When this blog started, newspapers were still writing, “so-called Web logs, or ‘blogs’ …”
From February 20, 2007, “The Street That Wasn’t There“:
I first learned about this as a kid, when I inherited my older brother’s ten-speed and a road atlas of Middlesex County. My best friend lived in one of two houses on a short street connecting two dead ends, like the crossbar of capital “H.” The road atlas, however, showed another street connecting the dead ends further down the block, like a second crossbar across the bottom of the H. This street did not exist, but there it was on the map.
We showed this to my friend’s dad, who explained how such minor fictions are sometimes included on maps to trap copycats who might try to pass off this atlas as their own work. The repetition of such errors would be evidence that the copycats had stolen their work, demonstrating the real source of their imitation. …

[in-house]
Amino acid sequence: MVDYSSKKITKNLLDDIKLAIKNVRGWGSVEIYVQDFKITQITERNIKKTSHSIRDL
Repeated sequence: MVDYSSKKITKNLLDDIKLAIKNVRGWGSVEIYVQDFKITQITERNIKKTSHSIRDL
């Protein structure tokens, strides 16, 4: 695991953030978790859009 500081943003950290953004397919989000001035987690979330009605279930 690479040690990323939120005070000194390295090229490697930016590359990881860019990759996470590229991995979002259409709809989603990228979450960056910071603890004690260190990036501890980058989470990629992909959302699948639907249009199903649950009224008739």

The disparity between map and terrain forced me to make that distinction, and to recognize the possibility of that distinction, which wasn’t something the fundamentalist church and school I attended were interested in recognizing.
But there I was, standing at the dead end of Glenwood Drive, looking at a line on a map that indicated a street that did not exist.
When forced by a conflict between them to choose between the text and the real world, I decided to go with the real world. I decided, in effect if not in these precise words, that this is what maps are for, this is what constitutes mapness. I didn’t throw away my county atlas — the vast majority of it remained trustworthy, reliable and indispensable — but I decided, from there on, to treat maps as maps and not to try riding down streets that weren’t really there.